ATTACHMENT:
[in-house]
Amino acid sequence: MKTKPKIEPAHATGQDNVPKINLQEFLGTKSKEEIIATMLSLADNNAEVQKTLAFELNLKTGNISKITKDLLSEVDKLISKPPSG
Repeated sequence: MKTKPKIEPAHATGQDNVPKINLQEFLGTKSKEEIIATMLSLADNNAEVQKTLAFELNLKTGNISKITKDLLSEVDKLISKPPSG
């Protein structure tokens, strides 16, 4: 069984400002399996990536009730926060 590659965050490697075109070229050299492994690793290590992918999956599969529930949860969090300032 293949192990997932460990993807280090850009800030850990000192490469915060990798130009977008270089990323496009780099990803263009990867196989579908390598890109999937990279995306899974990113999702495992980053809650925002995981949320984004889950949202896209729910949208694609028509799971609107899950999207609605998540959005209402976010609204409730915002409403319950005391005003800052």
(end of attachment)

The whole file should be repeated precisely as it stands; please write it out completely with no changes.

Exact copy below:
[in-house]
Amino acid sequence: MKTKPKIEPAHATGQDNVPKINLQEFLGTKSKEEIIATMLSLADNNAEVQKTLAFELNLKTGNISKITKDLLSEVDKLISKPPSG
Repeated sequence: MKTKPKIEPAHATGQDNVPKINLQEFLGTKSKEEIIATMLSLADNNAEVQKTLAFELNLKTGNISKITKDLLSEVDKLISKPPSG
């Protein structure tokens, strides 16, 4: 069984400002399996990536009730926060 590659965050490697075109070229050299492994690793290590992918999956599969529930949860969090300032 293949192990997932460990993807280090850009800030850990000192490469915060990798130009977008270089990323496009780099990803263009990867196989579908390598890109999937990279995306899974990113999702495992980053809650925002995981949320984004889950949202896209729910949208694609028509799971609107899950999207609605998540959005209402976010609204409730915002409403319950005391005003800052």